Hypothyroidism is characterized by insufficient thyroid hormone production. There are many etiologies of hypothyroidism, including iodine deficiency (rare in iodine-sufficient areas such as the United States), autoimmune disease, and other causes. Laboratory testing is required for diagnosis, which is essential for appropriate treatment. In the event of suggestive findings on an initial evaluation for thyroid disease (eg, elevated thyroid stimulating hormone [TSH], or thyrotropin, concentrations), additional laboratory testing may be performed to identify the etiology of hypothyroidism and monitor treatment. This ARUP Consult topic discusses laboratory testing for hypothyroidism in nonpregnant adults, newborns, and children; for information on testing in pregnancy, see the ARUP Consult Thyroid Disease in Pregnancy topic.
Quick Answers for Clinicians
Hypothyroidism presents with a number of nonspecific symptoms, including fatigue, cold intolerance, depression, weight gain, weakness, constipation, hair loss, muscle pain, menstrual problems, infertility, and dry skin; laboratory testing is required to identify hypothyroidism as the cause of these symptoms. A number of clinical signs may also suggest hypothyroidism, including bradycardia, delayed relaxation phase of deep tendon reflexes, and goiter. Myxedema coma is the most serious manifestation of hypothyroidism, but it is rare. In congenital thyroid disease, growth retardation and developmental delay may occur. In all cases, laboratory testing is required for accurate diagnosis and to guide treatment.
Laboratory findings that may be observed in hypothyroidism include hyponatremia, hypercapnia, hypoxia, normocytic anemia, elevated creatine kinase, hyperprolactinemia, elevated C-reactive protein (CRP), proteinuria, and hyperlipidemia. However, thyroid function tests are the only laboratory tests recommended for the diagnosis of hypothyroidism.
Subclinical hypothyroidism is a condition defined by laboratory test values. As in overt hypothyroidism, patients with subclinical hypothyroidism exhibit elevated serum thyroid stimulating hormone (TSH) concentrations; however, free thyroxine (T4) values are normal. Subclinical hypothyroidism may or may not progress to overt hypothyroidism, and whether it should be treated is a matter of debate. Controversy also exists about the appropriate reference intervals for subclinical hypothyroidism, given that inappropriate intervals may lead to overdiagnosis and overtreatment. Laboratory-specific reference intervals, including those for subclinical hypothyroidism, are recommended when interpreting thyroid function test results due to considerable variation among assays and among populations.
Indications for Testing
Laboratory testing for hypothyroidism is appropriate in individuals with:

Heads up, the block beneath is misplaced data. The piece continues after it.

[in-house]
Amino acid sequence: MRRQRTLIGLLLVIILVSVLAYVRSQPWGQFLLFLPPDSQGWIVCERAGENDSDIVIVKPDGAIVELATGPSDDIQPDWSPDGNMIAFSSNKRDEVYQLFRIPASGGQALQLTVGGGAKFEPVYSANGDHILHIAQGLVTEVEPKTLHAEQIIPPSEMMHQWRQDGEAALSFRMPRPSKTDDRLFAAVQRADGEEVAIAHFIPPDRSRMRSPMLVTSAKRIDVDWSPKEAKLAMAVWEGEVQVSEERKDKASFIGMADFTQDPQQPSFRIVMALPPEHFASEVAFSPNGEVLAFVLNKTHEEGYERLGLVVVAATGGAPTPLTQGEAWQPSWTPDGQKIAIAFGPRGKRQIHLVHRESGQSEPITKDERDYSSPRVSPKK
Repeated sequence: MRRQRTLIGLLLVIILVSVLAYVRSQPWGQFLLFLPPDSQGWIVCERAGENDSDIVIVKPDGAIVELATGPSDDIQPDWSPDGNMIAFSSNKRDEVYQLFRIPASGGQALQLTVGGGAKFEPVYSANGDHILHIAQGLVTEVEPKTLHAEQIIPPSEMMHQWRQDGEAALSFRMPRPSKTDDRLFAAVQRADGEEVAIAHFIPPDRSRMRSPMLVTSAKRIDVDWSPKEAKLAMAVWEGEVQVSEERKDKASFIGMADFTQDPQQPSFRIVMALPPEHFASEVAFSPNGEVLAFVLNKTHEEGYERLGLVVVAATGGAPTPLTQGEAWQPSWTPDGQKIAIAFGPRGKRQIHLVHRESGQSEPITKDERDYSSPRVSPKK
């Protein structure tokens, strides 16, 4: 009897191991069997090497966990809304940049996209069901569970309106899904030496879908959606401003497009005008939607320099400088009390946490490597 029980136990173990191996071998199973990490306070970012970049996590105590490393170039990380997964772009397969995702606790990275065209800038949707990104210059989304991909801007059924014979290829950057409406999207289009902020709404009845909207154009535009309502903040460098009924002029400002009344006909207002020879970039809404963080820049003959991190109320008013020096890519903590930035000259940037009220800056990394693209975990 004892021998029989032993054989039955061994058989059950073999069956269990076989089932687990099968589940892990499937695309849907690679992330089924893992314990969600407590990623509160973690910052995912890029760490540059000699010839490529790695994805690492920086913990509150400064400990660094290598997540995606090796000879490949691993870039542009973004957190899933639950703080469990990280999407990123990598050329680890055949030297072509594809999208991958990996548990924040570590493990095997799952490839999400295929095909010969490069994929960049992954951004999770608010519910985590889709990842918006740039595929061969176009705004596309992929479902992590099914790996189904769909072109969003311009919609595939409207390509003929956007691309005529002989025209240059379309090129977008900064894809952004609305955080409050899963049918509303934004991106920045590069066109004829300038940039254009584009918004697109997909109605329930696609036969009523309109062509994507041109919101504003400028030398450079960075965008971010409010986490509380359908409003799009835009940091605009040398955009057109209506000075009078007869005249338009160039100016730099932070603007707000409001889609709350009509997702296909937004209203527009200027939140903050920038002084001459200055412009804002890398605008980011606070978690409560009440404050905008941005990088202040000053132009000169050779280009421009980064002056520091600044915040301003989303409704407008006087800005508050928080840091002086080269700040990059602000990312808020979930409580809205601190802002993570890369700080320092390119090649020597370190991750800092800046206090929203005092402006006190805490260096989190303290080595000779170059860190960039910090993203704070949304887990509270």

Laboratory testing may also be used to monitor the progression of disease and to guide treatment. This ARUP Consult topic discusses laboratory testing for hypothyroidism in nonpregnant adults, newborns, and children; for information on testing in pregnancy, see the ARUP Consult Thyroid Disease in Pregnancy topic.
Laboratory Testing in Nonpregnant Adults
Hypothyroidism is typically marked by elevated TSH concentrations. Following an abnormal TSH test result, a serum free thyroxine (T4) test is recommended. Total T4 testing is not recommended for the initial evaluation of hypothyroidism. Subclinical hypothyroidism is marked by an elevated TSH concentration with a normal free T4 concentration, whereas overt hypothyroidism is marked by an elevated TSH concentration with a low free T4 concentration. Central hypothyroidism (insufficient production of TSH due to a pituitary or hypothalamic disorder) may be marked by low or normal TSH and, usually, low T4 concentrations; therefore, free T4 testing may be more useful than TSH testing. Triiodothyronine (T3) testing is not recommended for the diagnosis of hypothyroidism, although it will be low in central hypothyroidism.
For more information on thyroid function tests in hypothyroidism, see the ARUP Consult Initial Evaluation of Thyroid Function topic.
Autoantibody testing is useful to distinguish autoimmune thyroiditis from other etiologies of thyroid disease. For example, it is recommended that a thyroid peroxidase (TPO) autoantibody (TPOAb) titer be considered in patients with subclinical hypothyroidism based on elevated TSH and normal serum free T4 concentrations to identify autoimmune disease. TPOAb testing can also be used to confirm the diagnosis of overt hypothyroidism and to predict the risk of progression to overt hypothyroidism in patients with autoimmune and other disorders. For more information on other thyroid autoantibodies and autoantibody testing in thyroid disease, see the ARUP Consult Autoimmune Thyroiditis topic.
Other Tests and Procedures
A radioactive iodine uptake test and scan can be used to differentiate between etiologies of thyroid disease in nonpregnant adults. Ultrasound may be a safe and cost-effective alternative to radioactive testing; it is recommended in patients with amiodarone-induced thyrotoxicosis, as well as in patients who are lactating or pregnant (see the ARUP Consult Thyroid Disease in Pregnancy topic). Otherwise, routine ultrasound is not recommended unless there is a palpable thyroid abnormality.